/// The style may apply a visual effect to indicate the pressed, focused,
/// or enabled state of the button.
Button(action: { }) {
  Image(systemName: "square.and.arrow.down")
  Text("Tap me!")
}
.buttonStyle(PlainButtonStyle())


/// A standard `Button` style that does not apply a border to its content.
Button(action: { }) {
  Image(systemName: "square.and.arrow.down")
  Text("Tap me!")
}
.buttonStyle(BorderlessButtonStyle())

3 buttons with 3 pre-defined styles

But what if we would want to customise further our buttons? Like change the opacity when the button is pressed?

That's where the ButtonStyle protocol comes in.



Build your own ButtonStyle modifier

As I was stating before, the view modifier specific to buttons gives us access to specific traits. This is done through the Configuration(which is in fact a typealias Configuration = ButtonStyleConfiguration).

What we can access are:

  • label - the button content as a whole view
  • isPressed - a Bool var that becomes true whenever the button is pressed

Let's do a more interesting example: when the button is pressed, scale it down and decrease the opacity to give it a highlight effect. And as a bonus, animate these changes.

//  CustomButtonStyle
import SwiftUI

struct CustomButtonStyle: ButtonStyle {
    func makeBody(configuration: Self.Configuration) -> some View {
        return configuration.label
            .padding()
            .background(Color.green)
            .foregroundColor(Color.white)
            .opacity(configuration.isPressed ? 0.7 : 1)
            .scaleEffect(configuration.isPressed ? 0.8 : 1)
            .animation(.easeInOut(duration: 0.2))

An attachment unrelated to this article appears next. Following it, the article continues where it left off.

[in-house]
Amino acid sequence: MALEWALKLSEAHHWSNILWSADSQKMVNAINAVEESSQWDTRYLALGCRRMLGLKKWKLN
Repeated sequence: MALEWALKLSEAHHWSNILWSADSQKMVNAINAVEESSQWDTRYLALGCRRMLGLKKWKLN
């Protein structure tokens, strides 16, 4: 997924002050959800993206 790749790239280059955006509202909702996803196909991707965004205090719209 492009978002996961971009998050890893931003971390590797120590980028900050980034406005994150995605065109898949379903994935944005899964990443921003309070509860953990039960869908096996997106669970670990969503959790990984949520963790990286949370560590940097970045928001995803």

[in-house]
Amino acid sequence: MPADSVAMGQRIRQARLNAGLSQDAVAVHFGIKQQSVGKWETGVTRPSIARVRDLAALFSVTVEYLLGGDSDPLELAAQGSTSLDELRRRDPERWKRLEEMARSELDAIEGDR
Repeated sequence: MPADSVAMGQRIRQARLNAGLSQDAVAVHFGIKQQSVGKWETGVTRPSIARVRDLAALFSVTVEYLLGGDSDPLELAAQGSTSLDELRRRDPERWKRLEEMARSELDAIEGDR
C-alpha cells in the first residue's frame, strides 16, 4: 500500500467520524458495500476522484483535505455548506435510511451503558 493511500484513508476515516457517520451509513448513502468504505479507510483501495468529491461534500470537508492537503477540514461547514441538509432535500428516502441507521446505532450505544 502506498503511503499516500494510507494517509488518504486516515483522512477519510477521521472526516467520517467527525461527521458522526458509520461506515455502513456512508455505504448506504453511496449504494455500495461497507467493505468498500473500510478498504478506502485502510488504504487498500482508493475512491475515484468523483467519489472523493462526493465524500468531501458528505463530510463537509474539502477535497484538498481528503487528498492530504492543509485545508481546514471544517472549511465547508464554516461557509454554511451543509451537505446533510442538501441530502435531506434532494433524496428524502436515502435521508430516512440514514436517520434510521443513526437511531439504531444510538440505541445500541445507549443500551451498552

}
}


//  USAGE:
Button(action: { }) {
  Text("This is a custom button")
}
.buttonStyle(CustomButtonStyle())

And the result:

button with custom style and animation



React Native UI libraries

Short backstory

In 2019 I started a "sabbatical" year and a half from native iOS development. I started to develop mobile apps using React Native as my main job.

I learned a lot, but what amazed me was the power to quickly prototype apps with existing UI libraries. Where I came from (the native development world) that wasn't even a thought.

What I used back then was Callstack's React Native Paper (material design) and then NativeBase.

Import, use and still customise was mind blowing to me. I started to understand the power and noise around React Native.

mind blown gif


NativeBase as an example

NativeBase library is made from pre-build components that help every developer to build stuff faster and consistent across all the screens. And buttons are not an exception to this.

They offer a long list of props — inputs for the Button component that tell it how to look or to behave - like outlined, transparent, bordered, rounded, large or small.

No more @IBOutlets, no more subclassing, no more "CustomButton" that ate another UIButton :)

I'm aware that in React Native you end up doing the same thing when implementing your custom styles, but it's nowhere near as easy using UIKit.

Fast-forward to today, I'm happy that I rediscovered my love to develop beautiful things using SwiftUI.

Let's see how can we develop a themed UI library for our buttons similar to the ones from NativeBase.

nativebase buttons



Create a UI library

Below I summarise how are the buttons described based on the NativeBase examples.

  • Types: light, primary, success, info, warning, danger, dark
  • Styles:
    • default (color fill),
    • transparent,
    • outline
    • rounded (color fill)
    • full width
  • States: enabled(by default), disabled